More than half of prescription drugs are obtained from a friend or relative. Source: NIDA, 2014
In addition to other drugs of abuse, today’s illicit drug market offers an assortment of purely synthetic drugs, sometimes referred to as designer drugs. The term designer drugs in the context of drug abuse refers to substances chemically similar to and/or that mimic the drug-like effects of controlled substances. The term is often used synonymously with club drugs, party drugs, and synthetic drugs. Designer drugs affect the central nervous system and can display stimulant, depressant, and hallucinogenic properties (Volkow, 2013).
A large number of new unregulated substances are being abused for their psychoactive properties, often resulting in violent and unpredictable behavior. This growing phenomenon is particularly challenging, first because of the speed with which rogue chemists can modify existing drugs and market them. and second because of the ease with which the Internet allows for the sharing of information about and purchase of products such as “spice” and “bath salts” (Volkow, 2013).
Thirty-six states have Prescription Drug Monitoring Programs (PDMP) that can help prescribers and pharmacists identify high-risk patients who would benefit from early interventions. CDC recommends that PDMPs focus their resources on high-risk patients and prescribers who clearly deviate from accepted medical practice in terms of prescription painkiller dosage, numbers of prescriptions for controlled substances, and proportion of doctor shoppers among their patients. CDC also recommends that PDMPs link to electronic health records systems so that PDMP information is better integrated into healthcare providers’ day-to-day practices (CDC, 2016b).
New research funded by the National Institute on Drug Abuse (NIDA) found that state implementation of PDMPs was associated with a reduction in opioid-related overdose deaths. The study also found PDMPs that monitored a greater numbers of drugs with abuse potential and updated their data more frequently had greater declines in opioid-related overdose deaths than programs without those characteristics (NIDA, 2016b).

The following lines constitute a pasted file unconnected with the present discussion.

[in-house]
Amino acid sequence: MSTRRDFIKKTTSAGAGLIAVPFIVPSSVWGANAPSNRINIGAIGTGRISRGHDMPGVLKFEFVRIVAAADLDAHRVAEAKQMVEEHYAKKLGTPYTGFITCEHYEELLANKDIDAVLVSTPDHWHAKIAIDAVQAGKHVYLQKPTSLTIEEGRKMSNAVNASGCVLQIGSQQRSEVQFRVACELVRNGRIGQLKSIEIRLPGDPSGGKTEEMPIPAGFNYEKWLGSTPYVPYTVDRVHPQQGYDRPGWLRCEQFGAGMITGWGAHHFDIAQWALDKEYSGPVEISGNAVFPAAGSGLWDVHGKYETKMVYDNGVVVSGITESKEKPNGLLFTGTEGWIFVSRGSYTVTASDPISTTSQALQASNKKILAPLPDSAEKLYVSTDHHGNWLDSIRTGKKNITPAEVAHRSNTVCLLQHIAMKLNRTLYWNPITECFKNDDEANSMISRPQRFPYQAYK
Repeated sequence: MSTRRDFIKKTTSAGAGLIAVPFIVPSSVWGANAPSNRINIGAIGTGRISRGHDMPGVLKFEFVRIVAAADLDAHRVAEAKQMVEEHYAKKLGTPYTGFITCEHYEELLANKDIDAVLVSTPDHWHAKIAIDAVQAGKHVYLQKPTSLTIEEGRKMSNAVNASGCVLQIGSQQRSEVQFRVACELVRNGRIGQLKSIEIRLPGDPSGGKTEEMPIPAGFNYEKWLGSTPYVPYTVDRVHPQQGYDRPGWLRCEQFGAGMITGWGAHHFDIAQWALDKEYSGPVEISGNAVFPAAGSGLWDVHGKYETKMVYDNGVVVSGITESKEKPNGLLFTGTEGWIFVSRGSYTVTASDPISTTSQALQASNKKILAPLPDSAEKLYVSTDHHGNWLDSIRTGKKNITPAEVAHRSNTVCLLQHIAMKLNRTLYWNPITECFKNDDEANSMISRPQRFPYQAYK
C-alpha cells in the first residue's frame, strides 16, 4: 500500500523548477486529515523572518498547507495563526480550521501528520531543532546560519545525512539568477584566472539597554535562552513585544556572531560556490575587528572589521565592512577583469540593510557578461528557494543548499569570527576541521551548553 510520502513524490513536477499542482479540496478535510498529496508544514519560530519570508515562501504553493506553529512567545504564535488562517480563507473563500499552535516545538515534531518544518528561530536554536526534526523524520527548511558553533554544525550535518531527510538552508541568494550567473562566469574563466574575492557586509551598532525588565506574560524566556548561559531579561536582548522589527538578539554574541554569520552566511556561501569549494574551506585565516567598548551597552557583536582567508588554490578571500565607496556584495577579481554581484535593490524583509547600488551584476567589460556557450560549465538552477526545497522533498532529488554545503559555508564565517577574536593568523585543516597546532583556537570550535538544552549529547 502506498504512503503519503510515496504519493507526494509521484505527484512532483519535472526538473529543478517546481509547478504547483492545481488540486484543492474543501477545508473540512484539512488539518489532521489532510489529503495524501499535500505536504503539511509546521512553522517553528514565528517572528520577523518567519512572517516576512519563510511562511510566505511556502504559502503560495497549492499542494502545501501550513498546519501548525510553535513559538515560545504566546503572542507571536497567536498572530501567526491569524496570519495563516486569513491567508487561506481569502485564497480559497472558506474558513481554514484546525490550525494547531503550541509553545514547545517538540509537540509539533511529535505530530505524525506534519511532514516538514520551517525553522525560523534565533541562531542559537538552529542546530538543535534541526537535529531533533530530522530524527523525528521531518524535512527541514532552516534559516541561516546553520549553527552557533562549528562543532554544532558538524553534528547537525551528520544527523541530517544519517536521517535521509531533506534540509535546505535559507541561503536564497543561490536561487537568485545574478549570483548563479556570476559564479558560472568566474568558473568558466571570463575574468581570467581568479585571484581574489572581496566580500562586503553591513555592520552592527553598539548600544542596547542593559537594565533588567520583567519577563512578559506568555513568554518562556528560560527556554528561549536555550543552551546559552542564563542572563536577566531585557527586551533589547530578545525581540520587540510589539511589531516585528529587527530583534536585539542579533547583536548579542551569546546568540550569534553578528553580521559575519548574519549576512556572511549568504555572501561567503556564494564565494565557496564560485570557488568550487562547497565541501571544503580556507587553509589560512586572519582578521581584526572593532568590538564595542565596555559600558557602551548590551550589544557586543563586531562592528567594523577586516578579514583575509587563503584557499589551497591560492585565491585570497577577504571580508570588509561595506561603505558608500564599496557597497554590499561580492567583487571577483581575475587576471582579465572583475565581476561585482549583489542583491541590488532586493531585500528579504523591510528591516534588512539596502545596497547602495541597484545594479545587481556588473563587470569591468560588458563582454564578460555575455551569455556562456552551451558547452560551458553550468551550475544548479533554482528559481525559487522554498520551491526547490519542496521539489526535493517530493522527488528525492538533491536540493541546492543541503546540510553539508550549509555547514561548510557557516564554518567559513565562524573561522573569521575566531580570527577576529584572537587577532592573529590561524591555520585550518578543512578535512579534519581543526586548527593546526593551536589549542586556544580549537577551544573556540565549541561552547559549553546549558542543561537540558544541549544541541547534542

Implementation of a PDMP was linked to a decrease of 1.12 opioid-related overdose deaths per 100,000 population. A state with a program that monitored four or more drug schedules and updated their information at least weekly was predicted to have 1.55 fewer opioid-related overdose deaths per 100,000 population annually than a state without a program (NIDA, 2016b).
For many years, community-based programs have offered opioid overdose prevention services to laypeople who might witness an overdose, including people who use drugs, their families and friends, and service providers. Since 1996, an increasing number of programs provide laypeople with training and kits containing the opioid antagonist naloxone hydrochloride (naloxone) to reverse the potentially fatal respiratory depression caused by heroin and other opioids (Wheeler et al., 2015).
In July 2014, the Harm Reduction Coalition (HRC), a national advocacy and capacity-building organization, surveyed 140 managers of organizations in the United States known to provide naloxone kits to laypeople. Managers at 136 organizations completed the survey, reporting on the amount of naloxone distributed, overdose reversals by bystanders, and other program data for 644 sites that were providing naloxone kits to laypeople as of June 2014. From 1996 through June 2014, surveyed organizations provided naloxone kits to 152,283 laypeople and received reports of 26,463 overdose reversals. Providing opioid overdose training and naloxone kits to laypeople who might witness an opioid overdose can help reduce opioid overdose mortality (Wheeler et al., 2015).